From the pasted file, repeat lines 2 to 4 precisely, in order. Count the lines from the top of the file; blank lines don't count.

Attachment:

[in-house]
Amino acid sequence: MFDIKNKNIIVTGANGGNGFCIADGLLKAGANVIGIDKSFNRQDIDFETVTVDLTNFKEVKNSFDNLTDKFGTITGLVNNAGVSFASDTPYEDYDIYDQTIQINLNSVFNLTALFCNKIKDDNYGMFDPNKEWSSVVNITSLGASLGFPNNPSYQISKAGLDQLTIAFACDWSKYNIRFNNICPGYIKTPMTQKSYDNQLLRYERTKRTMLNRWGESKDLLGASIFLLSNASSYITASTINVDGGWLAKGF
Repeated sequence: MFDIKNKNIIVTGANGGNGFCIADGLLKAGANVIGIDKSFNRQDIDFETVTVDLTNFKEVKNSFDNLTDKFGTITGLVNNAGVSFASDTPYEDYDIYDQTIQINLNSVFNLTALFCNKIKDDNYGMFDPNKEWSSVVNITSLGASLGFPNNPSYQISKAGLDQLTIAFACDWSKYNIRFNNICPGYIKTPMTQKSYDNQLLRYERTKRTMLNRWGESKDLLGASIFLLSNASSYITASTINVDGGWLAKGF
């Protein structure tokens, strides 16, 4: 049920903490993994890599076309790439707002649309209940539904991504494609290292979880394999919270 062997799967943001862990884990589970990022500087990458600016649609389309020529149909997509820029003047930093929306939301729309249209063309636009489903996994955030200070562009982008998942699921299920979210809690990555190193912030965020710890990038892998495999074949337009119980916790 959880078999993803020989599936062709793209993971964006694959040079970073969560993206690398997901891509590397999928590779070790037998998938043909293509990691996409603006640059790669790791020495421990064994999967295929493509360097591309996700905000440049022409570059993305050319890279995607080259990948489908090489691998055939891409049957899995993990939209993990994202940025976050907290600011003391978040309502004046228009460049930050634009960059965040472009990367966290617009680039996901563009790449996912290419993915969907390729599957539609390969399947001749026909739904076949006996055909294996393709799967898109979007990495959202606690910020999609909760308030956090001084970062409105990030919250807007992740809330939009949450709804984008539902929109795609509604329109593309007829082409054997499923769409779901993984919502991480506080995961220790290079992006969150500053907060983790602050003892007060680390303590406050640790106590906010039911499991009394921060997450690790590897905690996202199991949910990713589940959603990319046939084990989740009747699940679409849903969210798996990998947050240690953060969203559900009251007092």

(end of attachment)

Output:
Amino acid sequence: MFDIKNKNIIVTGANGGNGFCIADGLLKAGANVIGIDKSFNRQDIDFETVTVDLTNFKEVKNSFDNLTDKFGTITGLVNNAGVSFASDTPYEDYDIYDQTIQINLNSVFNLTALFCNKIKDDNYGMFDPNKEWSSVVNITSLGASLGFPNNPSYQISKAGLDQLTIAFACDWSKYNIRFNNICPGYIKTPMTQKSYDNQLLRYERTKRTMLNRWGESKDLLGASIFLLSNASSYITASTINVDGGWLAKGF
Repeated sequence: MFDIKNKNIIVTGANGGNGFCIADGLLKAGANVIGIDKSFNRQDIDFETVTVDLTNFKEVKNSFDNLTDKFGTITGLVNNAGVSFASDTPYEDYDIYDQTIQINLNSVFNLTALFCNKIKDDNYGMFDPNKEWSSVVNITSLGASLGFPNNPSYQISKAGLDQLTIAFACDWSKYNIRFNNICPGYIKTPMTQKSYDNQLLRYERTKRTMLNRWGESKDLLGASIFLLSNASSYITASTINVDGGWLAKGF
């Protein structure tokens, strides 16, 4: 049920903490993994890599076309790439707002649309209940539904991504494609290292979880394999919270 062997799967943001862990884990589970990022500087990458600016649609389309020529149909997509820029003047930093929306939301729309249209063309636009489903996994955030200070562009982008998942699921299920979210809690990555190193912030965020710890990038892998495999074949337009119980916790 959880078999993803020989599936062709793209993971964006694959040079970073969560993206690398997901891509590397999928590779070790037998998938043909293509990691996409603006640059790669790791020495421990064994999967295929493509360097591309996700905000440049022409570059993305050319890279995607080259990948489908090489691998055939891409049957899995993990939209993990994202940025976050907290600011003391978040309502004046228009460049930050634009960059965040472009990367966290617009680039996901563009790449996912290419993915969907390729599957539609390969399947001749026909739904076949006996055909294996393709799967898109979007990495959202606690910020999609909760308030956090001084970062409105990030919250807007992740809330939009949450709804984008539902929109795609509604329109593309007829082409054997499923769409779901993984919502991480506080995961220790290079992006969150500053907060983790602050003892007060680390303590406050640790106590906010039911499991009394921060997450690790590897905690996202199991949910990713589940959603990319046939084990989740009747699940679409849903969210798996990998947050240690953060969203559900009251007092």